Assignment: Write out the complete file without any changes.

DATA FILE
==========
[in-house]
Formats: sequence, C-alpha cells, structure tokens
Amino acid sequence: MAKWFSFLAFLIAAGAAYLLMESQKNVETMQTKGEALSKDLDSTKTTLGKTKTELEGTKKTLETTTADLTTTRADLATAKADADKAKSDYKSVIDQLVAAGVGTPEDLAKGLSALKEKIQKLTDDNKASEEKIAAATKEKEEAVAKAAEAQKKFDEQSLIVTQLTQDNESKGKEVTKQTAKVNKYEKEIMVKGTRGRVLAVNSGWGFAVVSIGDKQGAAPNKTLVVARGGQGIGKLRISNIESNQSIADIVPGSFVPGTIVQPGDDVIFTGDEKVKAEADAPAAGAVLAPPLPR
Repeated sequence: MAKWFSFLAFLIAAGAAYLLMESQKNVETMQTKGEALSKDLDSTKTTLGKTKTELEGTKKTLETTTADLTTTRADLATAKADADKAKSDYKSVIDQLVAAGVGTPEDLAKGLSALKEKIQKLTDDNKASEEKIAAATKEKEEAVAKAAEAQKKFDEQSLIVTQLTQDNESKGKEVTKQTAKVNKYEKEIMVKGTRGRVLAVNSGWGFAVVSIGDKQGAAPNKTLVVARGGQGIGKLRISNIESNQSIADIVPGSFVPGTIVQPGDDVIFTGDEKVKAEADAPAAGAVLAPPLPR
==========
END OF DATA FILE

[in-house]
Formats: sequence, C-alpha cells, structure tokens
Amino acid sequence: MAKWFSFLAFLIAAGAAYLLMESQKNVETMQTKGEALSKDLDSTKTTLGKTKTELEGTKKTLETTTADLTTTRADLATAKADADKAKSDYKSVIDQLVAAGVGTPEDLAKGLSALKEKIQKLTDDNKASEEKIAAATKEKEEAVAKAAEAQKKFDEQSLIVTQLTQDNESKGKEVTKQTAKVNKYEKEIMVKGTRGRVLAVNSGWGFAVVSIGDKQGAAPNKTLVVARGGQGIGKLRISNIESNQSIADIVPGSFVPGTIVQPGDDVIFTGDEKVKAEADAPAAGAVLAPPLPR
Repeated sequence: MAKWFSFLAFLIAAGAAYLLMESQKNVETMQTKGEALSKDLDSTKTTLGKTKTELEGTKKTLETTTADLTTTRADLATAKADADKAKSDYKSVIDQLVAAGVGTPEDLAKGLSALKEKIQKLTDDNKASEEKIAAATKEKEEAVAKAAEAQKKFDEQSLIVTQLTQDNESKGKEVTKQTAKVNKYEKEIMVKGTRGRVLAVNSGWGFAVVSIGDKQGAAPNKTLVVARGGQGIGKLRISNIESNQSIADIVPGSFVPGTIVQPGDDVIFTGDEKVKAEADAPAAGAVLAPPLPR